This is a great little article on keeping it clean by Chris Coyier. Ok, so there is no rulebook (as much as I wish there was) but there are certain things you can do to make your code cleaner, more beautiful and crucially easier to read and edit. This is a must, in a world where time is money.

This can also help satisfy the perfectionist in you. Everybody wins.

4. BROWSER SUPPORT TABLES – CAN I USE

Can I use…? Wouldn’t the world be a much better place if the answer was always yes. Sadly, though, that is not the case. Worst case scenario is (and rather foolishly, but we’ve all done it…) after painstakingly perfecting your site on one browser, you nervously open it in another to find it looks like someone with a grudge against you hacked your server.

Save time and energy checking browser compatibility before you code.

5. VALIDATE, VALIDATE, VALIDATE – W3C VALIDATION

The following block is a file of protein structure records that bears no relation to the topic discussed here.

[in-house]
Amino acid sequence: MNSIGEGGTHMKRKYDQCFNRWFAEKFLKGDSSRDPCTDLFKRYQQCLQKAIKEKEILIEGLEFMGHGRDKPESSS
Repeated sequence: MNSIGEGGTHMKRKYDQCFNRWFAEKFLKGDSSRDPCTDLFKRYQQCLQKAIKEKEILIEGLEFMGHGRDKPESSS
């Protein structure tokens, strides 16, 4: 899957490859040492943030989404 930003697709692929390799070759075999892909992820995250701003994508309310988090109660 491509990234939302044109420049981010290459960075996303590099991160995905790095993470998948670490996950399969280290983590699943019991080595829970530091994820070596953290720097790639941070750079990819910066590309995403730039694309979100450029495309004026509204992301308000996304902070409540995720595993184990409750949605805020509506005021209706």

For HTML and for CSS, it is extremely important to make sure there are no errors in your code, and periodic checks will save lots of time later on. Mistakes are made by everyone, so whether you are a beginner or expert, validating code is crucial.

6. WHAT IS POSSIBLE WITH JAVASCRIPT

This isn’t really helping you to make a portfolio site, but it is inspiring. If you want a little motivation, take a look at this blog post on develop-a-website.com that showcases some amazing JavaScript experiments. So you’re not about to install a sheet of tearable cloth on your portfolio, but it’s still worth taking a look.

I’m impressed enough to say, I’m going to learn to be a better coder.

Tearable cloth

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10 Mar

Breaking Google

I didn’t really break Google, I just stumbled across a really awesome, completely unnecessary and very playful version of the famous search engine’s homepage. Check it out here.

Another JavaScript experiment that excites the geek in me, courtesy of Mr Doob.

The best bit is using the search bar. Well, I had fun with it.

Screen Shot 2014-03-10 at 21.50.39